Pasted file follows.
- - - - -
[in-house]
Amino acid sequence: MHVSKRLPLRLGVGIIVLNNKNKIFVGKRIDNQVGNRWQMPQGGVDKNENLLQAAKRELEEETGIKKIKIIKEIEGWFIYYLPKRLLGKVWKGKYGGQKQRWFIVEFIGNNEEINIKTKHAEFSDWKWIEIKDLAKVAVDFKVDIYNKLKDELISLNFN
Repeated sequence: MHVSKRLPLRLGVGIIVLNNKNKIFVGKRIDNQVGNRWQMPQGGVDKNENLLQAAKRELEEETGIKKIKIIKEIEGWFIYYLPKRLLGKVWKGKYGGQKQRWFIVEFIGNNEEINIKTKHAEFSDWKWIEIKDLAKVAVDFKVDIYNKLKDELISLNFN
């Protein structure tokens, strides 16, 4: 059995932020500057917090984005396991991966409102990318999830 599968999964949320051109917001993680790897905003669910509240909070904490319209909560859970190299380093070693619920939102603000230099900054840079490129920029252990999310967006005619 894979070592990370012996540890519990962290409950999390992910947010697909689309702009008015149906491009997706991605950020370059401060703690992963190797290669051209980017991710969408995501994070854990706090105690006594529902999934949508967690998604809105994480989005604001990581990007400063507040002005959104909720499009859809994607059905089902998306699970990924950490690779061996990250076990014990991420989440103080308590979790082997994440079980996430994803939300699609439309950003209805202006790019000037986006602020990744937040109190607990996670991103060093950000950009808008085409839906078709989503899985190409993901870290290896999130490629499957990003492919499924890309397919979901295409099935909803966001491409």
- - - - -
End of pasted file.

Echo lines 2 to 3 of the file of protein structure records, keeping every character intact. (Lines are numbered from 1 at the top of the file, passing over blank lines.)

Amino acid sequence: MHVSKRLPLRLGVGIIVLNNKNKIFVGKRIDNQVGNRWQMPQGGVDKNENLLQAAKRELEEETGIKKIKIIKEIEGWFIYYLPKRLLGKVWKGKYGGQKQRWFIVEFIGNNEEINIKTKHAEFSDWKWIEIKDLAKVAVDFKVDIYNKLKDELISLNFN
Repeated sequence: MHVSKRLPLRLGVGIIVLNNKNKIFVGKRIDNQVGNRWQMPQGGVDKNENLLQAAKRELEEETGIKKIKIIKEIEGWFIYYLPKRLLGKVWKGKYGGQKQRWFIVEFIGNNEEINIKTKHAEFSDWKWIEIKDLAKVAVDFKVDIYNKLKDELISLNFN